Jim Evans, executive director of the America’s Freedom Festival in Provo, says people have been calling since the start of the year to find out if the festival is taking place this year.
Evans, with a broad smile and shining eyes, replies, “Yes, and we’re happy to be back.
“We are so lucky to be able to host events this year,” said Evans. “There is electricity in the air. I invite everyone to come and enjoy.
One of the first questions that arise as the festival prepares for a week of non-stop celebration, in times of drought and intense heat, is fireworks safety.
“We have been monitoring the condition and nothing has been told about the staged fireworks,” Evans said. “Fireworks producers know the height and drift of the wind and due to the location of the stadium, firefighters have approved the launch plans.”
Evans said he had been to LaVell Edwards Stadium a dozen times over the past few months and sat in the empty stadium and pondered what would happen there and what it meant to the community. He says he’s ready and residents need to know that the Stadium of Fire show will be for everyone; a sort of variety show.
This will be the 40th anniversary of the Stadium of Fire, with Lee Greenwood and Collin Raye. Evans anticipates a large and lively crowd.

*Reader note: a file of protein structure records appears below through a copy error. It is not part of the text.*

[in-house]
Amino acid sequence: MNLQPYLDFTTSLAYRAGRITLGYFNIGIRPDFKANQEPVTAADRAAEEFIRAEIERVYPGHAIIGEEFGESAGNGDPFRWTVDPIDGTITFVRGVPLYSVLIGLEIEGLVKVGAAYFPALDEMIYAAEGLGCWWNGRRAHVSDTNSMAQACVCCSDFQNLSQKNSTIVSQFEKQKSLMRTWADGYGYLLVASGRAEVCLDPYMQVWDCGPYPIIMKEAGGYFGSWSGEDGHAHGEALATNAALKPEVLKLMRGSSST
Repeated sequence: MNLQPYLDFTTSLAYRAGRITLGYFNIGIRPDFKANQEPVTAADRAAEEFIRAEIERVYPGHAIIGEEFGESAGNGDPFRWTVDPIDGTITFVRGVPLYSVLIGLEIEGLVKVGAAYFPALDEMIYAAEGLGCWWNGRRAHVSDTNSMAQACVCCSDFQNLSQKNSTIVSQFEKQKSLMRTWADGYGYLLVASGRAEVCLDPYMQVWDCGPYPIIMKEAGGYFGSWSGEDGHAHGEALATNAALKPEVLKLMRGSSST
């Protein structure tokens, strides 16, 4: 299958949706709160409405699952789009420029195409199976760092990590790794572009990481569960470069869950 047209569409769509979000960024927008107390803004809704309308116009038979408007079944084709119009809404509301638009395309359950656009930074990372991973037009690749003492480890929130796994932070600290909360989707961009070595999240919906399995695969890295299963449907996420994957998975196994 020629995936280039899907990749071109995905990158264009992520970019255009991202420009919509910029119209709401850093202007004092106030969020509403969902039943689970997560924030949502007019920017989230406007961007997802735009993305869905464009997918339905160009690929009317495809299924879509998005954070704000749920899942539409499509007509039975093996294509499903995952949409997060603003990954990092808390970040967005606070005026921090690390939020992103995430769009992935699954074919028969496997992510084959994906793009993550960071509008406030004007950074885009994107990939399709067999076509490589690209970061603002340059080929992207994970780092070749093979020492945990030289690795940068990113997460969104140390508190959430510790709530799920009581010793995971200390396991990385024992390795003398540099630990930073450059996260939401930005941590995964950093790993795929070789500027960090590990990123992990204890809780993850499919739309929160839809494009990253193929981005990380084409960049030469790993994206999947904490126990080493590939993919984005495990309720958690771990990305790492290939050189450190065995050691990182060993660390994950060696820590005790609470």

Masters of ceremonies for the event will include current affairs personalities Dave McCann, Deanie Wimmer and Mike Headrick.
In the weeks since tickets went on sale, Brigham Young University continued to add more seats available for the event, according to Evans. It started with 20,000, then 26,000 and now Evans has said there are up to 30,000 seats and he thinks there could be more before the event.
“A lot of family traditions had to be put on the back burner last year. I don’t think any of us would take what we have for granted, ”Evans said. “We are one of the best celebrations (July 4th) in the United States”
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Although Evans and the Freedom Festival are under no obligation to disclose how much it costs to put on such productions, it is evident from the number of sponsors, help from Utah County, and the individual donations that it is. a big company.
Evans said they need to put in place a mechanism for a perpetual endowment to have events for years to come.
“This year we have created a Founders Club where individuals or organizations can donate as an endowment to continue the festival into the future,” said Evans. “We are happy to have done this. “
With all the donations, Evans said the festival couldn’t happen without all the volunteers throughout each of the events that make it possible. In the past, Evans said there have been as many as 3,000 volunteers helping to make events happen.
The Freedom Festival office itself is run on a tight budget for so many events that take the whole year to organize. Evans noted that there are two full-time and two part-time employees with two interns and the rest are volunteers.
Even more events